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Fall Foliage Tour

Fall is right around the corner, which means that before you know it, New England will see an explosion of color. Notorious for its brilliantly colored leaves, New England attracts leaf peepers from all over the U.S. who seek the autumnal palettes of New Hampshire, Vermont, Maine, and Massachusetts. Maine’s rugged coast to the Berkshires in Massachusetts, nowhere does Fall like New England

What makes for a great Fall foliage season?

The weather from earlier in the year plays a significant role in how brilliant the foliage will be that Fall. Ideal foliage will come from warm, sunny days and crisp, cold nights: Cooler temperatures make the leaves reveal the orange and yellow shades that they’re hiding underneath. Bright sunny days bring out their brilliant reds.

Even a ‘bad’ year of foliage in New England is a great year to take a Fall Foliage Tour with RoadStallion.

When do Fall foliage typically “peak”?

Preferred “peak” colors vary from person to person, depending on whether you prefer the brilliant reds or the soft yellow hues of the leaves. In general, September through October will be the peak times for a Fall Foliage Tour.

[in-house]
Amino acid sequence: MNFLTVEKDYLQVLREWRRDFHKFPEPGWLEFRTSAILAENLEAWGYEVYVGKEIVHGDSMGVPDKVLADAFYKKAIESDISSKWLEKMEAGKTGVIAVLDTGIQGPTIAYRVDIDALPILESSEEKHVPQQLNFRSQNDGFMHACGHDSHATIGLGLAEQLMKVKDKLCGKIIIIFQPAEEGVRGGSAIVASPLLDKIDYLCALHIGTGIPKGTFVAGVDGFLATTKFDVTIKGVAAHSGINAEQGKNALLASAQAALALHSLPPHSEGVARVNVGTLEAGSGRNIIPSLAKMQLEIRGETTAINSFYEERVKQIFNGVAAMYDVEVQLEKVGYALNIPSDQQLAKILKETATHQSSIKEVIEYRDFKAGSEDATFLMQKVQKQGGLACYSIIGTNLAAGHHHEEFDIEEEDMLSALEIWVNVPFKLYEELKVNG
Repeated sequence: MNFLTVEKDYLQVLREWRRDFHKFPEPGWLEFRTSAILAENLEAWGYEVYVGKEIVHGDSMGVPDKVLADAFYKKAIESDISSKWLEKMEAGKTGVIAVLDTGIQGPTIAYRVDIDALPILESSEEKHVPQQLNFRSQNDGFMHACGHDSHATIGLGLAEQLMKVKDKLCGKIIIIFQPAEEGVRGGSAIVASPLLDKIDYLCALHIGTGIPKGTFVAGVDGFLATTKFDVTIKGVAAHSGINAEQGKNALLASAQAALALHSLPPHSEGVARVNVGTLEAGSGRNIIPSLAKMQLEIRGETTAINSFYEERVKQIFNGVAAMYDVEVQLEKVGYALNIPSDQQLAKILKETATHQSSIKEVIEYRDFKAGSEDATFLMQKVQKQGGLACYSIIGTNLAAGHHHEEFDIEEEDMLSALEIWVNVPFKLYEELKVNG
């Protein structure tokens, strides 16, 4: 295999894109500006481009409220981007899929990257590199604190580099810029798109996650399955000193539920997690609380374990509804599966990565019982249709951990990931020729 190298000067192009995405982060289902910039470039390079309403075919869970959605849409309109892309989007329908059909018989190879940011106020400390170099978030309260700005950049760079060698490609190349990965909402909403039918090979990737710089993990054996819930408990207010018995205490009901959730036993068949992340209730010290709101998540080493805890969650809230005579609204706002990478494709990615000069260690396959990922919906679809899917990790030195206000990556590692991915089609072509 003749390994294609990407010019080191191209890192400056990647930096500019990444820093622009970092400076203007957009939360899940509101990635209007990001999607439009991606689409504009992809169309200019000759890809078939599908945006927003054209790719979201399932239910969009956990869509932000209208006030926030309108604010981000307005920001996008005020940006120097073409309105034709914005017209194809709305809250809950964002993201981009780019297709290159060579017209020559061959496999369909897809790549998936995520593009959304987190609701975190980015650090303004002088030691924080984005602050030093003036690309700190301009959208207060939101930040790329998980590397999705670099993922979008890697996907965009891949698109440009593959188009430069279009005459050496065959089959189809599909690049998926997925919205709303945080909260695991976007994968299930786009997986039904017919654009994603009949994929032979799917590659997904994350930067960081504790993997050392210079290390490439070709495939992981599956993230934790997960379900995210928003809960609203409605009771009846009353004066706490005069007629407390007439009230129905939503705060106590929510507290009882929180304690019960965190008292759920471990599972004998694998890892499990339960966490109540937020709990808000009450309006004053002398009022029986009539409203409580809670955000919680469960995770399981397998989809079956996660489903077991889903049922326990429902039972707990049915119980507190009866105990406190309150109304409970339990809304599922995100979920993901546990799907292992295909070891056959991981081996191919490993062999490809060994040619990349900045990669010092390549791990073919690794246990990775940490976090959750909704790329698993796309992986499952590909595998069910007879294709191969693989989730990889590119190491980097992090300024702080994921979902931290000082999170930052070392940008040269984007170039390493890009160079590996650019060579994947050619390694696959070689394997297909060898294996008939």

New Hampshire

New Hampshire’s foliage season begins the final two weeks of September and runs through the end of October. The season will begin in the north and gradually head south.

New Hampshire’s foliage season is unique because of the variety of landscapes. How many places can you visit the seacoast, the mountains, and the lakes all in one day?

New Hampshire is also home to Mount Washington, the highest peak in the northeast. Mount Washington creates the perfect backdrop for your Fall Foliage Tour.

The Kancamagus Highway is a 34.5-mile stretch of New Hampshire’s Route 112. It runs through the White Mountains from Lincoln to Conway and is renowned for its colorful autumn display. Known by locals as “the Kanc,” the route is now designated as an American Scenic Byway, due in large part to its reputation as one of the country’s top leaf-peeping spots.


Vermont will be on track to have an excellent Fall foliage season. Much of the brilliant reds, oranges, and golds are from native sugar maples, which are abundant in Vermont. Look for peak color during the last week of September through the first part of October.

Visitors should find the best color in the northern counties and then as the season progresses, you’ll find it in the southern counties.

The state’s mix of elevations allows leaf peepers to actively view optimum Fall colors as Fall progresses. Peak color arrives first in the northern third of the state, where Mount Mansfield—Vermont’s tallest peak will sometimes delight viewers with a light coat of autumn snow to contrast with the colorful leaves below.

We recommend the 60-mile Stowe and Northern Mountains Loop Fall foliage drive.

This drive starts and ends in Stowe, Vermont — the #1 ranked Fall foliage destination in the United States, according to TripAdvisor.